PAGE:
What's New in Google Earth?
Explore Rome in 3D
Rome is an eternal city. With a history spanning over 2,500 years and
regimes from the early kingdom, through the republic, the empire, and later
as the heart of the Catholic faith in the Vatican city, each has made their
mark on the current urban architectural landscape of Rome. Now, with the
release of thousands of new 3D buildings for the city, you can
explore the blending of the ages in layered construction of Rome from
within Google Earth.
Mapping towards crisis relief in the Horn of Africa
In the wake of intense drought, the Horn of Africa is gripped by its worst
famine in more
than 60 years. Up-to-date geospatial information is a critical factor in
assessing the situation. With recent updates from our imagery partner
GeoEye, we now have
high resolution imagery available in Google Earth. Along with
community mapping efforts in Google Map Maker, improved geographical
information is helping to facilitate the emergency response. Visit the
Google Lat Long blog to learn more.
Introducing Panoramio Groups
This month we launched Panoramio
Groups, a new feature that lets you create a sub-community within
Panoramio around a topic you’re
passionate about, so you can easily engage with like-minded photographers
and hobbyists. To share your own interests and passions through photos, hop
over to Panoramio and create your own group or join an existing one from
Directory. Visit the
Google Lat Long blog to learn more!
Explore new large geographic features
Our planet has some truly amazing geographic features; the Himalayas, the Rub' al Khali desert and the Sierra Nevadas to name just a few. We’ve added
the availability of mountain ranges, deserts, plains and more under the
“Borders and Labels” layer, which you can view by making sure the layer is
checked in the left Layers panel in Google Earth and look for the green
labels. To learn more about this new feature, visit the
Google Lat Long blog.
Street View visits The Iraq Museum
The National Museum of Iraq in
Baghdad hosts a staggering wealth of artifacts from the earliest human
settlements. Now you can explore this museum and its 6,000 year-old
treasures even if you can’t make the trip to Baghdad. When you see an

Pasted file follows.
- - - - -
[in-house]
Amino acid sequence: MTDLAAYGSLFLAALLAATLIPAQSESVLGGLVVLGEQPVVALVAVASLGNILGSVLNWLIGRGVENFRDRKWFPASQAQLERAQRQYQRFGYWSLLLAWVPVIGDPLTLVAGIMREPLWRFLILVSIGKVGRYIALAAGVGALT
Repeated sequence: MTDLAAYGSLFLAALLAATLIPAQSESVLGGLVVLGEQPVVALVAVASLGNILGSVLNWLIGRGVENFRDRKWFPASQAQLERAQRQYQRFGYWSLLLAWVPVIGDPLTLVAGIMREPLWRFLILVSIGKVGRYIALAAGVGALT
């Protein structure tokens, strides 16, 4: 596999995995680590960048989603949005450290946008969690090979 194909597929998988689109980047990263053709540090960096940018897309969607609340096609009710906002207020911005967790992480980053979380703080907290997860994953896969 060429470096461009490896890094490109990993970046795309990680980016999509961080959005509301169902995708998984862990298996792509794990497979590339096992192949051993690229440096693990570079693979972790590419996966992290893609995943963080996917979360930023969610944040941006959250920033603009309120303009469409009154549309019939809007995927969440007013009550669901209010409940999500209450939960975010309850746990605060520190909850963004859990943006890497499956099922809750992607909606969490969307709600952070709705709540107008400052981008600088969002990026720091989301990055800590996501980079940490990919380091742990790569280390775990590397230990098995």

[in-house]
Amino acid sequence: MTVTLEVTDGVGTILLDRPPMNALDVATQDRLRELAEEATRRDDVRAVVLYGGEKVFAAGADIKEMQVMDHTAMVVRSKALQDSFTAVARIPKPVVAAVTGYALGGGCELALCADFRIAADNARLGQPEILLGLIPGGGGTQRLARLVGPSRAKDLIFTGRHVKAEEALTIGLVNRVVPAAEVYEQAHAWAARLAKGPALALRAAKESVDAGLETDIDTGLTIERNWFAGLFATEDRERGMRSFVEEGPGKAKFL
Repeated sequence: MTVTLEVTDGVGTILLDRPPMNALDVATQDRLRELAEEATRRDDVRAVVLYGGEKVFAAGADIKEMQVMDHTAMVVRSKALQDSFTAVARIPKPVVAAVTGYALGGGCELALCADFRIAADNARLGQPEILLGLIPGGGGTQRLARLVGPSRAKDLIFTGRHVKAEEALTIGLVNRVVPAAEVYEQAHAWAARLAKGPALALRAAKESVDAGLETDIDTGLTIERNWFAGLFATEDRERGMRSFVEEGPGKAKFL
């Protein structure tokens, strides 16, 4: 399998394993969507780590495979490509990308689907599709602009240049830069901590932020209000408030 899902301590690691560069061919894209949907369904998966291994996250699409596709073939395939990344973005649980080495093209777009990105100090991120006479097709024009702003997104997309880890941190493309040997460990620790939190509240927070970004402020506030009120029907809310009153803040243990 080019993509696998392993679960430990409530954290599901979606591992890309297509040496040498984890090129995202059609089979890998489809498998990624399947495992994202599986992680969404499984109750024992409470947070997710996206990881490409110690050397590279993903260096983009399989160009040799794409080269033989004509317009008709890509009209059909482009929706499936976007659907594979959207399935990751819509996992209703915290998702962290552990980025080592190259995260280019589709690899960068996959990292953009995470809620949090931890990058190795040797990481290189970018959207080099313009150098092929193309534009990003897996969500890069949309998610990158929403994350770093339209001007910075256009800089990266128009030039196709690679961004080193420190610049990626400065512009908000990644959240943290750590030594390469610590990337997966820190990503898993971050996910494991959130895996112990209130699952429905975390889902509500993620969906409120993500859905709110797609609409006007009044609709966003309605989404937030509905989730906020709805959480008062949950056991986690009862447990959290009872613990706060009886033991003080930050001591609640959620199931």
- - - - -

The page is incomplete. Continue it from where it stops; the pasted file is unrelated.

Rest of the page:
exhibit you like, take a closer look with 360-degree views of individual
antiquities. Read more on the
Google Lat Long blog or if this has whet your appetite for more, you
can visit other museums with the Google Art Project.
News from Google Earth Outreach
month's News from Google Earth
Outreach, you'll learn about an
exciting project we're doing with the Google Street View team in the
Amazon rainforest. We will use Street View technology to capture views from
the river, forest and communities, bringing the Amazon to your computer.
Next up, read about a
training workshop we did in Ecuador for journalists who report on environmental
issues in the Amazon region. Finally, an innovative tour to
"explore land art" in Google Earth. Please read more.
New and Updated Imagery
This month we added new and updated imagery, including high-resolution
aerial updates for the USA. Many countries also received high-resolution
satellite updates, including Antarctica, Canada, Papua New Guinea,
Turkmenistan, United Kingdom and more. Take a look at these changes and
many more in our update post
here, or view this file directly in Google Earth. Don't
forget you can use the View > Historical Imagery option to see
imagery choices through the time slider.
Where in the World?
Somewhere in Google Earth is this interesting feature. Can you find it? Be
sure to click the image above for a larger view of this location. When you
think you've found it, post your answer here. Here are a few clues:
Note: Please avoid posting spoilers on the Google Earth
Community. We'd like as many people as possible to enjoy the quiz.
- Situated in the world’s third largest ocean.
- In the half of the world where the amount of daylight is increasing.
- The dodo was once endemic to this country.
Useful places for more Google Earth information: